February 17, 2018

Placements & Salaries Survey 2009: Overview

By Stephanie Maatta

LJ‘s annual placements & salaries survey shows graduates having hard time in job market, with some successes and satisfaction.

Placements & Salaries Survey 2009

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Library Salary and Placements Survey Overview

Fewer Full-Time Jobs | Pockets of Good News

“It’s a recession, baby!” was the common refrain among the LIS graduates of 2008. This was a record year for the number of graduates participating in the annual survey, with 2,089 respondents, representing approximately 31.7% of the approximate 6500 LIS graduates. They had stories to tell, providing evidence of both hard times in the job market, and some successes and satisfaction. 

Average Starting Salary, 1998-2008, Library Journal Placements & Salaries Survey 2009Even before the bloodletting of 2009, 2008 graduates were hit hard. Job searches averaged almost five months, and unemployment postgraduation rose to 5.9% in 2008, compared to 4.7% in 2007. Average starting salaries dipped slightly overall, dropping 1.8% to $41,579, after 18 years of increases, while placements in part-time and nonprofessional positions rose. Part-time placements increased from 16.3% of the placements in 2007 to 18.3% of 1,817 grads reporting jobs in 2008, after holding steady for two years. Likewise, 13.5% of the 2008 graduates either remained in or found non-professional positions compared to 11.3% in 2007.

The decreasing salaries, declining number of full-time positions overall, and the increase in part-time jobs and unemployment in 2008 appear to be the precursor to what will undoubtedly be a seriously depressed job market for graduates in 2009, with widespread hiring freezes and budget cuts across all types of libraries and information agencies.

Ups and Downs - Part-Time, Nonprofessional, Full-Time Placements, 2007/2008 - Library Journal Placements & Salaries Survey 2009Fewer Full-Time Jobs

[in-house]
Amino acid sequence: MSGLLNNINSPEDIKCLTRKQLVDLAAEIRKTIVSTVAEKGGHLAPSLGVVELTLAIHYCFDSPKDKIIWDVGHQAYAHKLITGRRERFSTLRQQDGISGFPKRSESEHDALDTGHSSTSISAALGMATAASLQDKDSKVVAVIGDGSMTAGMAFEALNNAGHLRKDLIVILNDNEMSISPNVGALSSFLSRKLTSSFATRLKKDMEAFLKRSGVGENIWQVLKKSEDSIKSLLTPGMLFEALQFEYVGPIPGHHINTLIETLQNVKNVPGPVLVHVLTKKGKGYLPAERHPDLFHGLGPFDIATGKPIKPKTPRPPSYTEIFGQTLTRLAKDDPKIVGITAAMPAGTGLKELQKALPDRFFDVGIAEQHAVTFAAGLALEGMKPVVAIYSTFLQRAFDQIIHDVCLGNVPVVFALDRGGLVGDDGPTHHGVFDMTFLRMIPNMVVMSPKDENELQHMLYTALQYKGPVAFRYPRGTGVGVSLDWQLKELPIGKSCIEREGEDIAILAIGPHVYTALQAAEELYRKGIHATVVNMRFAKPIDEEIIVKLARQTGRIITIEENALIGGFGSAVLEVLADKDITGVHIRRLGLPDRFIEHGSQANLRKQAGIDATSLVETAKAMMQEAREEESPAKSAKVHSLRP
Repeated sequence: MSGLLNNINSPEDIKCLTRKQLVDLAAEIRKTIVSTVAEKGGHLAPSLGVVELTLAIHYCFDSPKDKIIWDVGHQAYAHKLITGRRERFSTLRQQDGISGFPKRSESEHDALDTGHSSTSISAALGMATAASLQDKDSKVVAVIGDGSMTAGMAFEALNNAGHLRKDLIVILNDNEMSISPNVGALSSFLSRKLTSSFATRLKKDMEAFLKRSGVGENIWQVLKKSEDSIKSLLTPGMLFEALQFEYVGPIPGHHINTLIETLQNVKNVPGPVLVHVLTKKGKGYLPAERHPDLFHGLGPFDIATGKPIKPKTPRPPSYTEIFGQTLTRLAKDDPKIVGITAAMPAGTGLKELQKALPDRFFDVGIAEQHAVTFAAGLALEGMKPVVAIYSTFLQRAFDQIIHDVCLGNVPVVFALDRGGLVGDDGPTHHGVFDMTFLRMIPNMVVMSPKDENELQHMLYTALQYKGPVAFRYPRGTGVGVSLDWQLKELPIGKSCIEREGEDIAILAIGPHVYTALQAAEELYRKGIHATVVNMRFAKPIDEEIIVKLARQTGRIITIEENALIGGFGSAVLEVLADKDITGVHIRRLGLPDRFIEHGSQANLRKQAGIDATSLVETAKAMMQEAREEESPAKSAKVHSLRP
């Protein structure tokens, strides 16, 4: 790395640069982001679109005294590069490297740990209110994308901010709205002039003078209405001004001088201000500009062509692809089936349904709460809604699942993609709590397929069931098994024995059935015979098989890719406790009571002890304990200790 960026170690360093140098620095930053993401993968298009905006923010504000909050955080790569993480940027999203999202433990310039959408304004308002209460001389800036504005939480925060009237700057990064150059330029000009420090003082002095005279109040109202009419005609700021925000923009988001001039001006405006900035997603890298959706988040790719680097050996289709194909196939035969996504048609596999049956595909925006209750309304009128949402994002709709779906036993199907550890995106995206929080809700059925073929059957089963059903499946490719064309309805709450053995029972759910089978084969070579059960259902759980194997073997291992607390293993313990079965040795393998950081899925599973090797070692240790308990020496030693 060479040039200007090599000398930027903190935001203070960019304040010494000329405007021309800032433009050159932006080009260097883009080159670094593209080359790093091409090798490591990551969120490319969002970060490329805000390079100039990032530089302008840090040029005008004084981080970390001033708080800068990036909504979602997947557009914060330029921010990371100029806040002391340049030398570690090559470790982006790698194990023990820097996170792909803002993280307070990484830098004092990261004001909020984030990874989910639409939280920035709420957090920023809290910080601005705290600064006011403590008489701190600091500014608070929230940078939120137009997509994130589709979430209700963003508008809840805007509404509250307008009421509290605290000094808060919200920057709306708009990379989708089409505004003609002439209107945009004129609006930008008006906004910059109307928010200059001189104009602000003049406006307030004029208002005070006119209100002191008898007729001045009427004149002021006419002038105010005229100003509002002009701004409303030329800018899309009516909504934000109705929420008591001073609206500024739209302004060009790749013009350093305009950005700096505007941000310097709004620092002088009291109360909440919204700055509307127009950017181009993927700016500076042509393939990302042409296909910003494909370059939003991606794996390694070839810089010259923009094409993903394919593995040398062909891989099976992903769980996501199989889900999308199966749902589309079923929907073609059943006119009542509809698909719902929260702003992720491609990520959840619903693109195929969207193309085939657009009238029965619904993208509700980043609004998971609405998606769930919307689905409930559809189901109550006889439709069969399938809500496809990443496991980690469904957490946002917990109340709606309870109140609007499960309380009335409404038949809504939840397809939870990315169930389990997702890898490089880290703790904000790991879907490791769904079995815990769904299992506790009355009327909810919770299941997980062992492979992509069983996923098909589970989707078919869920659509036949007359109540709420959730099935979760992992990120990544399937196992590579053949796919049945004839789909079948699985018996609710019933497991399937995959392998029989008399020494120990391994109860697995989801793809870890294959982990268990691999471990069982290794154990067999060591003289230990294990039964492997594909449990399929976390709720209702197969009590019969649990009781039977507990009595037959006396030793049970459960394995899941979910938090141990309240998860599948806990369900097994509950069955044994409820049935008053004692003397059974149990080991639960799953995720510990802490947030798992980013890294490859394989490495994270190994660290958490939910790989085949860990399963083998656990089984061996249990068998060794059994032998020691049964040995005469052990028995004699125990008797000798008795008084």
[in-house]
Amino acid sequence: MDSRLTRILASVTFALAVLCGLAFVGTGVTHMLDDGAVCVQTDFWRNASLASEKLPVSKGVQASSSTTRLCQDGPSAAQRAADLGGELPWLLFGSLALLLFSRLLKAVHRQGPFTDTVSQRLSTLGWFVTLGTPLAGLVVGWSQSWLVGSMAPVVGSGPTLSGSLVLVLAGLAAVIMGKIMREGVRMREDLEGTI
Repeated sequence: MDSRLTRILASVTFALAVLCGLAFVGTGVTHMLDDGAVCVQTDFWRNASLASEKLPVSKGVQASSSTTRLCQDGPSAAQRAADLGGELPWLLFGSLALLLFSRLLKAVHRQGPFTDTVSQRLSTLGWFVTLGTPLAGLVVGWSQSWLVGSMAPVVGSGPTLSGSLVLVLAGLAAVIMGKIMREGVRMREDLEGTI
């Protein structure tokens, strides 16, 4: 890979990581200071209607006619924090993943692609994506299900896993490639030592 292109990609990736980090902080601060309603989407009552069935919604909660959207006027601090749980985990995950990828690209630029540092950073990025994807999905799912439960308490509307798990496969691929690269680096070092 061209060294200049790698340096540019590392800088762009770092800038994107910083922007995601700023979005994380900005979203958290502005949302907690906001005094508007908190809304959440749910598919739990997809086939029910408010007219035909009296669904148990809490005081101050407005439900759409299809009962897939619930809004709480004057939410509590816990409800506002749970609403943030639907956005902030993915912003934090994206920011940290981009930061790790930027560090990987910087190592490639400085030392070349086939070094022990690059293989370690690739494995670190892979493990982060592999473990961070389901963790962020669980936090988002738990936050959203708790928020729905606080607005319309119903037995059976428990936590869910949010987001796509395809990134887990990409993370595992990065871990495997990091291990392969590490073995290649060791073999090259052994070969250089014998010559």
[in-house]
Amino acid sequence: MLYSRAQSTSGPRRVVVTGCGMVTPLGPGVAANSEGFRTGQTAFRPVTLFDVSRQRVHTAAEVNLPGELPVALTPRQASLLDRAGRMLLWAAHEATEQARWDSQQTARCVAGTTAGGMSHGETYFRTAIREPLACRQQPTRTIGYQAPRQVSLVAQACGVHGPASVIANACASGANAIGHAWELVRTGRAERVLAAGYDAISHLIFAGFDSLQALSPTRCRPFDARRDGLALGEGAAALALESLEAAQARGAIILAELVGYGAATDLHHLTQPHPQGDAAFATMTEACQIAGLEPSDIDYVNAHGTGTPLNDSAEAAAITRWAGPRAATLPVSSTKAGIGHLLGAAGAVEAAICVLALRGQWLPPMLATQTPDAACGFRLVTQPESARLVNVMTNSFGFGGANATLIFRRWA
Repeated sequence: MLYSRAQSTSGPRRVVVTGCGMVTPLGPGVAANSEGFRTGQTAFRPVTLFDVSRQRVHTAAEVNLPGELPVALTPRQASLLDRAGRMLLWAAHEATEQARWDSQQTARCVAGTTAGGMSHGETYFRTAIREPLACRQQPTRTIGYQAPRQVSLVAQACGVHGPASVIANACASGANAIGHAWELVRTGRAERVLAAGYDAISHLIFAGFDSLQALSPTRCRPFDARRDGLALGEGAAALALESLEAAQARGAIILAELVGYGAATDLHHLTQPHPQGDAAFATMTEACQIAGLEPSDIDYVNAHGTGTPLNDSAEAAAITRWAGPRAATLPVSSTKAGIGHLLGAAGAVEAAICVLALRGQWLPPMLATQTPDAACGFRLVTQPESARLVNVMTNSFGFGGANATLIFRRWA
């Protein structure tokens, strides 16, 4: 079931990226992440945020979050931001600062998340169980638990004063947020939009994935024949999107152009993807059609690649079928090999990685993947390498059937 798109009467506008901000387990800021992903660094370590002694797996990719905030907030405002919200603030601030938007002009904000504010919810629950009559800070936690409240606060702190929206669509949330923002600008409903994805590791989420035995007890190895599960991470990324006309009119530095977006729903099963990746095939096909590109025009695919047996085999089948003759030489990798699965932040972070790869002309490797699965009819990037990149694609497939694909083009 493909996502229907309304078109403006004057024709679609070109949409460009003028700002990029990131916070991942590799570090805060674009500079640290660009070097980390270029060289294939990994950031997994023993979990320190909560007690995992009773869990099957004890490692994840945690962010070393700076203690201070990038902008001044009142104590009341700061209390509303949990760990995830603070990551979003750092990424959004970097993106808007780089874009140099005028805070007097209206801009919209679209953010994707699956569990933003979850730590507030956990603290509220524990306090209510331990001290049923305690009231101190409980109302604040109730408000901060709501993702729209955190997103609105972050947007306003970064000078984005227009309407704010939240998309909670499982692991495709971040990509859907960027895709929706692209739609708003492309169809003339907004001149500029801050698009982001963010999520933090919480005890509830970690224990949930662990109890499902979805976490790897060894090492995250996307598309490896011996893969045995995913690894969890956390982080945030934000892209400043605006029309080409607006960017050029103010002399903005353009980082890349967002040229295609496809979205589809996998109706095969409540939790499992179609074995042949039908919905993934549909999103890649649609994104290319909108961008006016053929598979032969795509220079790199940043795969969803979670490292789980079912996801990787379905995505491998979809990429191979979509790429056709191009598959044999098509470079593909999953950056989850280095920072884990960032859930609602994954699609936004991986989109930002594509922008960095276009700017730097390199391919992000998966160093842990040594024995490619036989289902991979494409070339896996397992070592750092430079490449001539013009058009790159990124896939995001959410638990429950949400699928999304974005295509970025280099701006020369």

While the total percentage of grads reporting they got jobs appears to have held steady between 2007 and 2008, the status of those jobs is more telling. In 2007, 87.9% of the graduates reported employment, including both full-time and part-time placements, compared to 2008, when 87.3% of graduates reported employment of any sort. The noticeable difference is in the percentage of full-time placements; 89.2% of the 2007 grads reported full-time employment while 69.8% of the grads were employed full-time in 2008.

There also appears to be serious decline in the total number of jobs reported in some types of libraries and information agencies (full-time and part-time combined), with special libraries declining by 36% compared to 2007, public libraries dropping by 21.4%, and other agencies declining by 11.3%.

2008 Placements by Library Type - Library Journal Placements & Salaries Survey 2009In a few exceptions, academic libraries, government libraries, and library cooperatives had improved full-time placements compared to 2007, ranging from an increase of 13.4% for academic jobs to 43.8% with library cooperatives. In general, however, the total number of overall placements in government libraries and co-ops remains low.

Following regional patterns of unemployment and economic instability of the past year, starting salaries in the Midwest ($39,047, 3.1% below 2007) and the Southeast ($39,694, 4.5% below the previous year) declined after several years of forward momentum. Starting salaries in the West, while consistently higher than other regions, also fell 4.2% to $48,593, after averages above $50,000 in 2007. Average starting salaries for graduates who sought jobs in other types of agencies outside of libraries also declined by 8.3% from $51,349 in 2007 to $47,934 in 2008, with jobs in the private sector suffering as much as placements in public agencies.